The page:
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*8 supremes (skinless and boneless chicken-breast halves)
*salt and pepper
*1/2 cup flour in a plate
*1 Tb light olive oil or salad oil
*4-5 Tb butter
*Optional:  1/3 cup Cognac
*1 Tb minced shallots or scallions
*About 1 1/2 cups fresh tomato pulp (5 or 6 tomatoes peeled, seeded, juiced, and cut into 1/2-inch pieces)
*1 tsp tarragon
*1/2 cup each: dry white wine or Vermouth, chicken stock, and heavy cream
*2-3 Tb chopped fresh parsley

Supremes de Volaille Sautees, Andalouse
[Whole Supremes Sauteed, White Wine Sauce with Tomato Fondue and Tarragon]
From From Julia Child's Kitchen by Julia Child
Page 212

Made by Kerrie

Here is another chicken breast dish for those times you want to get the cooking done ahead, and rather than mushrooms and cream, which you could use, we have a fresh tomato fondue.  Serve this on a bed of steamed rice, and accompany with a green vegetable or follow with a salad.  Even one of the great white Burgundies could go with this dish, or a Pinot Chardonnay.  (Note that there are a number of other ideas for whole supremes sauteed, in Volume 1 of Mastering as well as in The French Chef Cookbook.)

For 6-8 people




Just before you are ready to saute them, season the supremes lightly on each side with salt and pepper, dredge in flour, and shake off excess.  Choose a large frying pan or an electric skillet; add 1 Tb of oil and 2 Tb of butter, and heat until butter foam begins to subside but is not browning.  Add as many supremes as will fit easily in one layer, and saute for a minute or two on one side, until lightly browned; turn and saute on the other side only until the meat is lightly springy when you press it with your finger, as opposed to its squashy raw state.  Remove the sauteed supremes, and continue with the rest, adding more oil and butter to keep pan filmed.  If you wish to flame them in Cognac, return supremes to pan, pour in the Cognac, and, when bubbling, avert your face and ignite the liquid with a lighted match; shake pan for several seconds, then pour contents into a side dish.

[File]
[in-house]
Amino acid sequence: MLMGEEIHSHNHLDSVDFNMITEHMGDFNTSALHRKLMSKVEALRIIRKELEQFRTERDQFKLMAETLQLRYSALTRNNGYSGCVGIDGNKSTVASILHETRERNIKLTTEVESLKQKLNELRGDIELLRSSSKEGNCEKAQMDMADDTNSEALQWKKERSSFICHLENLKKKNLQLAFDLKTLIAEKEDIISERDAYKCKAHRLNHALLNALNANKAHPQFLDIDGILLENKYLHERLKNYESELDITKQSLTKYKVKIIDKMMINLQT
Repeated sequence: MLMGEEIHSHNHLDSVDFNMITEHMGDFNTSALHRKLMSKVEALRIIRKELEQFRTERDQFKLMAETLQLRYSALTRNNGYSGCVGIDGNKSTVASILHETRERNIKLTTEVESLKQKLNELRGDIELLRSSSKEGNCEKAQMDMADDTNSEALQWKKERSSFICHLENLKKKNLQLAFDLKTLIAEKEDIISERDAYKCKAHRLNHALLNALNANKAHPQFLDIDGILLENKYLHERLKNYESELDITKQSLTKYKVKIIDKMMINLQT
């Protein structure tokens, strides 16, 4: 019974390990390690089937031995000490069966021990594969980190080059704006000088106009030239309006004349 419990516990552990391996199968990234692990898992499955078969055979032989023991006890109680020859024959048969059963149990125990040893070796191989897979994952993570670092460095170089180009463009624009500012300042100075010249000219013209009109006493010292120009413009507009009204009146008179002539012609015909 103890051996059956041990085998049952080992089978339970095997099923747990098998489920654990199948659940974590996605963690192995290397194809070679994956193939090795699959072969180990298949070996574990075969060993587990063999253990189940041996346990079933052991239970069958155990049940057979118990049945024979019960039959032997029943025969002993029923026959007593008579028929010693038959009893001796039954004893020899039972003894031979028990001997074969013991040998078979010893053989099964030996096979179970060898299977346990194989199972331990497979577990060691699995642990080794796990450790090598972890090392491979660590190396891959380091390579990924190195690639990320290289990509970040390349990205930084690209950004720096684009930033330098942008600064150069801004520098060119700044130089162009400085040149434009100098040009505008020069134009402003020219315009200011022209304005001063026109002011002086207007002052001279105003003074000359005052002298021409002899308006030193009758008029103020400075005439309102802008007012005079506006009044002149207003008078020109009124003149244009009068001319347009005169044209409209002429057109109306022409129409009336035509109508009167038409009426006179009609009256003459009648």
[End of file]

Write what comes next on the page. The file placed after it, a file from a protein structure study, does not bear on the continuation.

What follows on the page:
Add another Tb or so of butter, stir in the minced shallots or scallions and cook for a moment; then add the tomatoes and tarragon, and cook over high heat for 2-3 minutes more.  Then pour in the wine, stock, and cream; boil hard for several minutes until liquids have reduced and sauce has thickened lightly.  Taste, and correct seasoning.  Return supremes to pan, and baste with the sauce.
Set aside until you are ready to serve - a half hour wait at room temperature will not harm the supremes.
Cover and reheat for 2-3 minutes at below the simmer, to warm the meat through without overcooking it; arrange the supremes on a hot platter, swish the parsley into the sauce, and spoon it over the meat.  Serve immediately.